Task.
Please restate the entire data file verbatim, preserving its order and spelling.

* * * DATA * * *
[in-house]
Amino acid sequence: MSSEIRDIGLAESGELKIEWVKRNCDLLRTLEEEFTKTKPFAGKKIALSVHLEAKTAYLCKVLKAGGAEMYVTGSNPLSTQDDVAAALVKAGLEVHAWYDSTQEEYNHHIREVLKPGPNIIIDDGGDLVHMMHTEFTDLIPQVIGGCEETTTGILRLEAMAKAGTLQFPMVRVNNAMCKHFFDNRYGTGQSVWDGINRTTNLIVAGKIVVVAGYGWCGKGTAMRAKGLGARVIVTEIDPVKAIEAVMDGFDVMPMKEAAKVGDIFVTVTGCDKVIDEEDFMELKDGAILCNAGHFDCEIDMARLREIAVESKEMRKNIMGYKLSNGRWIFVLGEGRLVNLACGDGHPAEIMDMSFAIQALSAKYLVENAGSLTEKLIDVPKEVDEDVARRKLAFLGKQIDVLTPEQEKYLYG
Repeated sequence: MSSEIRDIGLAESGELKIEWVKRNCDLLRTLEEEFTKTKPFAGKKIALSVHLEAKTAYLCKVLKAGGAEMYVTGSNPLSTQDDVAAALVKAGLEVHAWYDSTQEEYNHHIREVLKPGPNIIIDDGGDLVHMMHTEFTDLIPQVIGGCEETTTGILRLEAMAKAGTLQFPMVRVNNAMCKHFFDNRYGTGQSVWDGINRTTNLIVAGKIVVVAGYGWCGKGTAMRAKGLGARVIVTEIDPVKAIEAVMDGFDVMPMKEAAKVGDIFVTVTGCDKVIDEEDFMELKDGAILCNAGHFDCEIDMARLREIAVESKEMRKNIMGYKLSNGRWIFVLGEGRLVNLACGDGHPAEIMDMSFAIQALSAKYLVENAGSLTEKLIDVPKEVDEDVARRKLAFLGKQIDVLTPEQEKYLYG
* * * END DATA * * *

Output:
[in-house]
Amino acid sequence: MSSEIRDIGLAESGELKIEWVKRNCDLLRTLEEEFTKTKPFAGKKIALSVHLEAKTAYLCKVLKAGGAEMYVTGSNPLSTQDDVAAALVKAGLEVHAWYDSTQEEYNHHIREVLKPGPNIIIDDGGDLVHMMHTEFTDLIPQVIGGCEETTTGILRLEAMAKAGTLQFPMVRVNNAMCKHFFDNRYGTGQSVWDGINRTTNLIVAGKIVVVAGYGWCGKGTAMRAKGLGARVIVTEIDPVKAIEAVMDGFDVMPMKEAAKVGDIFVTVTGCDKVIDEEDFMELKDGAILCNAGHFDCEIDMARLREIAVESKEMRKNIMGYKLSNGRWIFVLGEGRLVNLACGDGHPAEIMDMSFAIQALSAKYLVENAGSLTEKLIDVPKEVDEDVARRKLAFLGKQIDVLTPEQEKYLYG
Repeated sequence: MSSEIRDIGLAESGELKIEWVKRNCDLLRTLEEEFTKTKPFAGKKIALSVHLEAKTAYLCKVLKAGGAEMYVTGSNPLSTQDDVAAALVKAGLEVHAWYDSTQEEYNHHIREVLKPGPNIIIDDGGDLVHMMHTEFTDLIPQVIGGCEETTTGILRLEAMAKAGTLQFPMVRVNNAMCKHFFDNRYGTGQSVWDGINRTTNLIVAGKIVVVAGYGWCGKGTAMRAKGLGARVIVTEIDPVKAIEAVMDGFDVMPMKEAAKVGDIFVTVTGCDKVIDEEDFMELKDGAILCNAGHFDCEIDMARLREIAVESKEMRKNIMGYKLSNGRWIFVLGEGRLVNLACGDGHPAEIMDMSFAIQALSAKYLVENAGSLTEKLIDVPKEVDEDVARRKLAFLGKQIDVLTPEQEKYLYG